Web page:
There is no “one format” that will fit all children and their families’ needs. The ABA professionals you’re currently working with, with your participation,  will develop an ABA-based treatment package that will best fit your child’s and your family’s needs. For more information regarding this topic, we encourage you to speak with your BCBA or reach out to us at [email protected].

Who Can Benefit From ABA Therapy?

There is a common misconception that the principles of ABA are specific to Autism. This is not the case. The principles and methods of ABA are scientifically backed and can be applied to any individual. With that said, the U.S. Surgeon General and the American Psychological Association consider ABA to be an evidence based practice. Forty years of extensive literature have documented ABA therapy as an effective and successful practice to reduce problem behavior and increase skills for individuals with intellectual disabilities and Autism Spectrum Disorders (ASD). Children, teenagers, and adults with ASD can benefit from ABA therapy. Especially when started early, ABA therapy can benefit individuals by targeting challenging behaviors, attention skills, play skills, communication, motor, social, and other skills. Individuals with other developmental challenges such as ADHD or intellectual disability can benefit from ABA therapy as well. While early intervention has been demonstrated to lead to more significant treatment outcomes, there is no specific age at which ABA therapy ceases to be helpful.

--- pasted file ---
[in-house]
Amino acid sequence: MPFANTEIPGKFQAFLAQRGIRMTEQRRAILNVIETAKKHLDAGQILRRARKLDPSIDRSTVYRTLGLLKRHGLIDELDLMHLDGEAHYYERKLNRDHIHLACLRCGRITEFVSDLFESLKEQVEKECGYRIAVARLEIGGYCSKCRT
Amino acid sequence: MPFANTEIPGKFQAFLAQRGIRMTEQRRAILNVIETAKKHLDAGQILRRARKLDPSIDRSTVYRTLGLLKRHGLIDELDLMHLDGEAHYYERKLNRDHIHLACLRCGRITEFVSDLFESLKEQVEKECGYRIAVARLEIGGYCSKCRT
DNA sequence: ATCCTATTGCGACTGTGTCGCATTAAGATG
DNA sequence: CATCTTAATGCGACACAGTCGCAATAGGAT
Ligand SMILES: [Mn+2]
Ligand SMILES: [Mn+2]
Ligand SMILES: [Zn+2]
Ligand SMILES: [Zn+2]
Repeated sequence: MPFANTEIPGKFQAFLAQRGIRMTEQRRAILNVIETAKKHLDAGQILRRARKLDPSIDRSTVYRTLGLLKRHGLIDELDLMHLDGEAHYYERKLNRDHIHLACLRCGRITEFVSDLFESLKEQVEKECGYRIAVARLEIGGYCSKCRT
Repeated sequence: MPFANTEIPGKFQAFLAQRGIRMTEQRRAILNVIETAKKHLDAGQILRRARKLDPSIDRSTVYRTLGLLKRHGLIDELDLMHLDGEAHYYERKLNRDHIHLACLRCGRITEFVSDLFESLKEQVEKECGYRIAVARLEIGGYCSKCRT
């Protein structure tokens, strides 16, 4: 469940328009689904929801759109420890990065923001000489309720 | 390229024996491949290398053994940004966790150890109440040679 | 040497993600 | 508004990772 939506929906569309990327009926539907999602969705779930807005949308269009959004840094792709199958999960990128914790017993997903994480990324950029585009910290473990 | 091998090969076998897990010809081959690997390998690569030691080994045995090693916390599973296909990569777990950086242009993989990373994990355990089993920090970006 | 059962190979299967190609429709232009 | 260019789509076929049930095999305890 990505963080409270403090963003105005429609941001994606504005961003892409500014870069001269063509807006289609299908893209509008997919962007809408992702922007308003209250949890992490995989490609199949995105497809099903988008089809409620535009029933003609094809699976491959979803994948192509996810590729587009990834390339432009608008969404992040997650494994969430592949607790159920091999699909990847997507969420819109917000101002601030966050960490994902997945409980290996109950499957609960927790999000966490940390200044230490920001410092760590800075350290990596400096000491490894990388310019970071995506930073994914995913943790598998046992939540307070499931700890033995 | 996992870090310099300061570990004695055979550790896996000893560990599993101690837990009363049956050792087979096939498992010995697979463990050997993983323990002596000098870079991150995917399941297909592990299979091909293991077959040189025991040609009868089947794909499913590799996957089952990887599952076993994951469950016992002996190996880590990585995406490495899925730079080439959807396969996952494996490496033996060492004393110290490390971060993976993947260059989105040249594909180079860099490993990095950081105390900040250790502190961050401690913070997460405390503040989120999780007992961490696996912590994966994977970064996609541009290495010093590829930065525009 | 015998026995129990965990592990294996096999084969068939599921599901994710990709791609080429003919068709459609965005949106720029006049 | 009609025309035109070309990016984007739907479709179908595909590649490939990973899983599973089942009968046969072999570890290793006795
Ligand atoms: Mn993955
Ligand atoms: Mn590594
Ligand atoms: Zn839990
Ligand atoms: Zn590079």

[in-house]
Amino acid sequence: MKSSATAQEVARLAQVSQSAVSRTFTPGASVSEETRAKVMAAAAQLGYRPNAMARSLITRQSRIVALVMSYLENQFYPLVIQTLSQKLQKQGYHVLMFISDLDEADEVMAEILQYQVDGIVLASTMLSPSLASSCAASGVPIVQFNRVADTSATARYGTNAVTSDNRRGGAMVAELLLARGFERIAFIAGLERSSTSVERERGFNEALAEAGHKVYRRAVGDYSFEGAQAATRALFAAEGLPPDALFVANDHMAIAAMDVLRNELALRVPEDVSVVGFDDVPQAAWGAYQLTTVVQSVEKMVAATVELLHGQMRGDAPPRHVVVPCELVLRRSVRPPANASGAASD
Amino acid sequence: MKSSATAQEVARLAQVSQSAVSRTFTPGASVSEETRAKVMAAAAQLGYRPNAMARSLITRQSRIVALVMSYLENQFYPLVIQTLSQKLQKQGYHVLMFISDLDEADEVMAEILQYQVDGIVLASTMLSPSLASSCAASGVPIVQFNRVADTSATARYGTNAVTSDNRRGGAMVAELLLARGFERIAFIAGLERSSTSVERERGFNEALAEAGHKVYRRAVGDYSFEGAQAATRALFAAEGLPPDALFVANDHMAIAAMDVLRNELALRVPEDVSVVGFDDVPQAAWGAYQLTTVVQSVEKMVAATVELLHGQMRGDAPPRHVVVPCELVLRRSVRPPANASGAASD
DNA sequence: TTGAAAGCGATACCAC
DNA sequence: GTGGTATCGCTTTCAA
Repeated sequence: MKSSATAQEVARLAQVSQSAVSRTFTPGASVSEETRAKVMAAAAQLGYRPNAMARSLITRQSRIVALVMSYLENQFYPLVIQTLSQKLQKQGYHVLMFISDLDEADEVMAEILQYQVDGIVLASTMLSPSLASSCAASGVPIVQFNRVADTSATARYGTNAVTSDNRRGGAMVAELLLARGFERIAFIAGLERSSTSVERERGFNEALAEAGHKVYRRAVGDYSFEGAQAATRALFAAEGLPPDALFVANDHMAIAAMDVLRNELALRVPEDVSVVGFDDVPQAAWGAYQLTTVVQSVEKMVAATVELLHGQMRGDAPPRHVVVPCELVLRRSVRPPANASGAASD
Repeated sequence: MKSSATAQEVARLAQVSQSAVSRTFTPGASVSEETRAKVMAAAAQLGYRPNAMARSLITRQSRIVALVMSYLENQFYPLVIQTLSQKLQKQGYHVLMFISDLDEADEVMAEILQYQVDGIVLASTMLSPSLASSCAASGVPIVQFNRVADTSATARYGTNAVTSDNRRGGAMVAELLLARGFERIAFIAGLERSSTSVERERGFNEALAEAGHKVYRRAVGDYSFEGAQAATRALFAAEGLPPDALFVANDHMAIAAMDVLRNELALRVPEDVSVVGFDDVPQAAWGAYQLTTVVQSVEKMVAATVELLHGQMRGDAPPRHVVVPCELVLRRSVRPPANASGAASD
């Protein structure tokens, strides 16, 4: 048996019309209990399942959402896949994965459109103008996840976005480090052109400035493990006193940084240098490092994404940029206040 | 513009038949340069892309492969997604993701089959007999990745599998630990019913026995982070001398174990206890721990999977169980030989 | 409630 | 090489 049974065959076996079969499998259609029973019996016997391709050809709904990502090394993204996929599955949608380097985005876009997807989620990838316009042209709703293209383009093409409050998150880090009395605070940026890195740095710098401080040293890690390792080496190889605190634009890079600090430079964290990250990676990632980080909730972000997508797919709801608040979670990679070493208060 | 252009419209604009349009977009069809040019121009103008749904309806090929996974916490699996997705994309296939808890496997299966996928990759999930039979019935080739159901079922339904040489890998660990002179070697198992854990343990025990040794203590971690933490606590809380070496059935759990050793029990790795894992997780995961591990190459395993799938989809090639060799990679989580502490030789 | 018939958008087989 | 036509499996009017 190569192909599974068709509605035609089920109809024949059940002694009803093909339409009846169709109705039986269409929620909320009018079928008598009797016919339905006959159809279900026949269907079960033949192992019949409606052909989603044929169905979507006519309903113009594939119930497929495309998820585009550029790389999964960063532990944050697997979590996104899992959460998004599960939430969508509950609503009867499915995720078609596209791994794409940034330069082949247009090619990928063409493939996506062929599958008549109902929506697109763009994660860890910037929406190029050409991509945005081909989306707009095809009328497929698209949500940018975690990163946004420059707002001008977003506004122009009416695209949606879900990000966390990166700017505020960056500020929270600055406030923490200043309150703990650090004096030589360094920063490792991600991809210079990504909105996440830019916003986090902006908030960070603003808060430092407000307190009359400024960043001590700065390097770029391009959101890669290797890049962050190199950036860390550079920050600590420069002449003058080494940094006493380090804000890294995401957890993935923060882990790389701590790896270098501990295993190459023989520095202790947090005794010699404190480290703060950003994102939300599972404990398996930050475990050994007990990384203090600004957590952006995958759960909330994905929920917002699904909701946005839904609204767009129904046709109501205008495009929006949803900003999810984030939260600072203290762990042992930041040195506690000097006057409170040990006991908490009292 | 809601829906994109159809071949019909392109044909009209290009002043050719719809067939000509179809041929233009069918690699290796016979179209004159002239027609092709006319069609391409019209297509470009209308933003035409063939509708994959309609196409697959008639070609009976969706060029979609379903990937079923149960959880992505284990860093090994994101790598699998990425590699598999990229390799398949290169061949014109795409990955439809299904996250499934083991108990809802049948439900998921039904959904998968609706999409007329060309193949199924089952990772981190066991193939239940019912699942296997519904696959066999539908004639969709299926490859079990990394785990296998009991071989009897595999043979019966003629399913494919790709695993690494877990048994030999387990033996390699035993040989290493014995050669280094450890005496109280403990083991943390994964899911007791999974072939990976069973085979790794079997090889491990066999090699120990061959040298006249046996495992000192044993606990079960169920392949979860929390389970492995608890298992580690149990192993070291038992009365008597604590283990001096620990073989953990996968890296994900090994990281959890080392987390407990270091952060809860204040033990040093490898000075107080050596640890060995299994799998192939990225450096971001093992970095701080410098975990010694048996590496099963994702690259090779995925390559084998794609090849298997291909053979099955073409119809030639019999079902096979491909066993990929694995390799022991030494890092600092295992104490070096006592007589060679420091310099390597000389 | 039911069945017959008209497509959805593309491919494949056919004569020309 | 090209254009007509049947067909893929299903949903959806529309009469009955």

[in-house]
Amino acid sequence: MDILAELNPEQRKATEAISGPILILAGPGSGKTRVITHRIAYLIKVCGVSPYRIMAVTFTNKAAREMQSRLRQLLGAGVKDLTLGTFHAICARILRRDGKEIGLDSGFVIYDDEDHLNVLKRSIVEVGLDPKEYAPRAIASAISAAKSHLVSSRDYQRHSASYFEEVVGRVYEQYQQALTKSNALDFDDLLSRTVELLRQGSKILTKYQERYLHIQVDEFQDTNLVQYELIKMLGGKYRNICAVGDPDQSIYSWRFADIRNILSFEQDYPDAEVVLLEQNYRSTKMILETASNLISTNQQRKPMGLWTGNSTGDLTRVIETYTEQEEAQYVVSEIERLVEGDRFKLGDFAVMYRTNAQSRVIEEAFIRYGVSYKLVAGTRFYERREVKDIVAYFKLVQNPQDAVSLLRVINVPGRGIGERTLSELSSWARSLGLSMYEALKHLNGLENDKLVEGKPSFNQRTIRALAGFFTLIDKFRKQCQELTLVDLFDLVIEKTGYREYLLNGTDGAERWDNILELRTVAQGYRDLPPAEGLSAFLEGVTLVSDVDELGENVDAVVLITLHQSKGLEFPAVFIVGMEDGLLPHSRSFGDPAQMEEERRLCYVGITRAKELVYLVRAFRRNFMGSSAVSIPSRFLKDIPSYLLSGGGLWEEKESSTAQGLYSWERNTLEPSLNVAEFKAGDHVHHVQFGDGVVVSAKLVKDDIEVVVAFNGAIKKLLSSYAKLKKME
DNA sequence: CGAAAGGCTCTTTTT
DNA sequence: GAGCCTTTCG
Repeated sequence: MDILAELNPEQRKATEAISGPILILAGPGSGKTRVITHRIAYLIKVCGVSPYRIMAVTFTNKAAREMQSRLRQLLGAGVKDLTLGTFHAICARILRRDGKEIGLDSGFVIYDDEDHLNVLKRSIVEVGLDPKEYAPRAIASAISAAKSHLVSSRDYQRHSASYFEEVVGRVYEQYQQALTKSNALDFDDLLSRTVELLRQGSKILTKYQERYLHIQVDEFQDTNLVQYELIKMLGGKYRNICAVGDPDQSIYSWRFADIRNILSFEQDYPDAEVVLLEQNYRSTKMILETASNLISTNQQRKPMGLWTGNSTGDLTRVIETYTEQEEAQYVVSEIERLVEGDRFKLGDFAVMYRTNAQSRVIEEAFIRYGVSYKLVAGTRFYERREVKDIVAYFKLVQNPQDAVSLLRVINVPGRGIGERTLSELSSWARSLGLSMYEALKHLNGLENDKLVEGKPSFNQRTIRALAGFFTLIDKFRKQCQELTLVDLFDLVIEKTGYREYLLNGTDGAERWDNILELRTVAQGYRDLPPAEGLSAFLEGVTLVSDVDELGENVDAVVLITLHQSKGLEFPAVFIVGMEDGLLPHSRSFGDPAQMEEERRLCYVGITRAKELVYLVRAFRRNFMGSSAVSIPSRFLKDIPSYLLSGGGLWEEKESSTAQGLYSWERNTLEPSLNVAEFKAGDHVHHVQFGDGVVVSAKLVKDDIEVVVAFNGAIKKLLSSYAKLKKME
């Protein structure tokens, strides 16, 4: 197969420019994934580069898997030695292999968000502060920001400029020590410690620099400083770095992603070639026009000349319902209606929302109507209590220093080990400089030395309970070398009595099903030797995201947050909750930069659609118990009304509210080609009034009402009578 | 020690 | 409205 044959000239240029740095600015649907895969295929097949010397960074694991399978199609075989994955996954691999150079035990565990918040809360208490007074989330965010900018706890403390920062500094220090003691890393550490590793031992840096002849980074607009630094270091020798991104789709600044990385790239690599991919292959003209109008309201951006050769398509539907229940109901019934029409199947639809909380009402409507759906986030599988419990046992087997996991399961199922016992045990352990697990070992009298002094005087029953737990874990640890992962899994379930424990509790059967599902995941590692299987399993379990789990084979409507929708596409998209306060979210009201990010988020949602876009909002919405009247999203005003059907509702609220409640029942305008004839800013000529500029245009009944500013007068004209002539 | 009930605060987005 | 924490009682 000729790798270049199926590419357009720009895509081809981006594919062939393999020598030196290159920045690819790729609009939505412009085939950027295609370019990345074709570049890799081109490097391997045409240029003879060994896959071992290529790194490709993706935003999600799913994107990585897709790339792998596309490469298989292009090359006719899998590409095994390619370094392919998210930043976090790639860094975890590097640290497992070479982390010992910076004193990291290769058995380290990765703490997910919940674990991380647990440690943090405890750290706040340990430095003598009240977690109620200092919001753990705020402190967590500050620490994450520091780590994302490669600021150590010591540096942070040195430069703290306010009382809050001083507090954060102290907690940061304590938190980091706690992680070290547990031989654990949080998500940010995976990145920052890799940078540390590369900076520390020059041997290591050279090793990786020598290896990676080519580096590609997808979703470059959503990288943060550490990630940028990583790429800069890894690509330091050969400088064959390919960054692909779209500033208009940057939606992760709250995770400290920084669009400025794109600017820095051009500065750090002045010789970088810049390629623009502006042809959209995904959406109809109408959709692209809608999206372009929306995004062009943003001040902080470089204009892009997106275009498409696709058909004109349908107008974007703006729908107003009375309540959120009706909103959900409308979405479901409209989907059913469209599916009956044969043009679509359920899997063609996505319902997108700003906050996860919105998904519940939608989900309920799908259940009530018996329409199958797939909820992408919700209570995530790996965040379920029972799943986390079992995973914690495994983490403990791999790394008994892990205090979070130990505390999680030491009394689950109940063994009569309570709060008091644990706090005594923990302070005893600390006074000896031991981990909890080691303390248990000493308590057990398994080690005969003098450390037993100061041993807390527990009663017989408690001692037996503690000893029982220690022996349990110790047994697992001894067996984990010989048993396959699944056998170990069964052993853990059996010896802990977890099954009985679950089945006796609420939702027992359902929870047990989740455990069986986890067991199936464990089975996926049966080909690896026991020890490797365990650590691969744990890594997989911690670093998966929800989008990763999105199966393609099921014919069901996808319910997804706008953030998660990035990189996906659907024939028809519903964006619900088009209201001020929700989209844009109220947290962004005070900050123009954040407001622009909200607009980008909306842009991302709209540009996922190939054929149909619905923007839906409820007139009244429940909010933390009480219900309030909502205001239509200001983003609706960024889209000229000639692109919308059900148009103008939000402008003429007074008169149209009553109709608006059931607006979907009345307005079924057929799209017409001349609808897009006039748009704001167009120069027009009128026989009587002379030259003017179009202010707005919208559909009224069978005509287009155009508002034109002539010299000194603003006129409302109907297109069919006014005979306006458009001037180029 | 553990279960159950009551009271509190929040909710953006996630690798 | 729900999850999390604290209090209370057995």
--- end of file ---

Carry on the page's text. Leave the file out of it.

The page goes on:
Additionally, parents and caregivers of individuals living with ASD can also benefit from the principles of ABA. Depending on the needs of your loved one, the use of specified ABA techniques in addition to 1:1 services, may help produce more desirable treatment outcomes. The term “caregiver training” is common in ABA services and refers to the individualized instruction that a BCBA or ABA Supervisor provides to parents and caregivers. This typically involves a combination of individualized ABA techniques and methods parents and caregivers can use outside of 1:1 sessions to facilitate ongoing progress in specified areas.

ABA therapy can help people living with ASD, intellectual disability, and other developmental challenges achieve their goals and live higher quality lives.

What does ABA Therapy look like?

Agencies that provide ABA-based services in the home-setting are more likely to implement ABA services similarly than doing the same exact protocols or procedures. Regardless, an ABA agency under the guidance of a Board-Certified Behavior Analyst follows the same research-based theories to guide treatment that all other acceptable ABA agencies use.